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Talk About a Dazzling Display of Perfect Performances-- Well, this Musical at the Lesher Theatre in Walnut Creek Takes the Cake. Even Better than the Original Broadway Musical


By Lee Hartgrave
June 14, 2013

This American musical takes us on a fabulous journey as we follow the somewhat nutty Charity Hope Valentine. She works as a taxi dancer along with her friends, Nickie and Helen. 

Charity longs for real love, but has bad luck with men. In one scene  Charity is robbed and pushed off a bridge by an ex-boyfriend. As if that isn't humiliating enough - she has an encounter with Vittorio Vidal - a movie star. 

Charity tries to find a new job but has little luck. She runs into Oscar Lindquist as they both wait for an Elevator. When they get into the Elevator -- it gets stuck. Yep, it doesn't move. Charity takes it blandly, but Oscar goes bi-polar. They talk, while being stuck in the Elevator -- but Charity doesn't tell Oscar that she is a dance hall girl. 

After a farewell party at a Ballroom, Charity and Oscar suddenly announce that he cannot go through with the wedding, saying he is unable to stop thinking that Charity has dated other men. 

THE ABSOLUTELY MESMERIZING ACTORS ARE: James Monroe Iglehart, Tielle Baker, Molly Bell, Ryan Cowles, Brittany Danielle, Amanda Denison, Alison Ewing, Nicole Helfer, Daniel Hurst, Calia Johnson, Garrick Macatangay, Justin Madfes, Keith Pinto, Katie Pogue, Colin Thomson and Catherine Williamson. 

Believe me this is "A Great Night At The Theater!" It's a breathtaking achievement. Period." 

The fantastic Art Direction is by Michael Butler. Timothy Near gives the stunning Direction.Great choreography is by Jennifer Perry, and the triumphant musical direction is by Sean Kana. 

You're gonna love this show. It's a must see! "Better than Broadway!"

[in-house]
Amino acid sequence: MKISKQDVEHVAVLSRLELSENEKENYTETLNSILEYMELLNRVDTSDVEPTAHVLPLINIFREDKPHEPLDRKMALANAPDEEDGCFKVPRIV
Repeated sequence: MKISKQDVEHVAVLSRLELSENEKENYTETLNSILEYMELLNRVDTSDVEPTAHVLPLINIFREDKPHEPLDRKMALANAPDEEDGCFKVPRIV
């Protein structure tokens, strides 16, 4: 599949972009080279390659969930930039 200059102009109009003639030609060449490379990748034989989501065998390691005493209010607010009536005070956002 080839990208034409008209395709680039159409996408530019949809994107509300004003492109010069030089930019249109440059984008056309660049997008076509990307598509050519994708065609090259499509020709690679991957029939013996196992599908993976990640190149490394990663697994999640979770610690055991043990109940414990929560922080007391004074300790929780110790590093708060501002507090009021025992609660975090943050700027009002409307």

RATING: FOUR GLASSES OF CHAMPAGNE!!!! (highest rating) -trademarked-

(Lee Hartgrave has contributed many articles to the San Francisco Chronicle Sunday Datebook Section and he produced a long-running Arts Segment on PBS KQED)


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'Sweet Charity' at Center REP is a dynamite MUST SEE show


By Kedar Adour
May 22, 2013

Sweet Charity at Center REP is a dynamite MUST SEE show.

The “must see” in the headline is intentionally in capital letters to emphasize the quality of Center REP’s stunning production. Neil Simon should put Timothy Near on his payroll to direct his plays. A year ago Timothy Near directed Simon’s comedy/farce Rumors for Center REP and it was a total winner. Yes, Neil Simon is credited with the book for Sweet Charity but he was aided and abetted by Cy Coleman and Dorothy Fields’ music and lyrics that fit like a glove into the story line.

Although the storyline was lifted from the black and white Fellini film Nights of Cabiria, Simon and cohorts cleaned it up a bit making the main character a dance-hall hostess rather than a woman of the streets. When it opened on Broadway it starred Bob Fosse’s wife Gwen Verdon as the poor put upon ever hopeful Charity. Gwen Verdon put her stamp on the role when Sweet Charity opened on Broadway in 1966 (47 years ago!!) and now the multi-talented Molly Bell can add her name to the short list of those who were great in the part.

From the simply but classily staged opening number with only a flowering tree and green park bench for props, Charity Hope Valentine sashays to footlight telling us the wonderful things her present amoretti Charlie will say to her in “You Should See Yourself” before he dumps her into the lake and takes off with all of her money.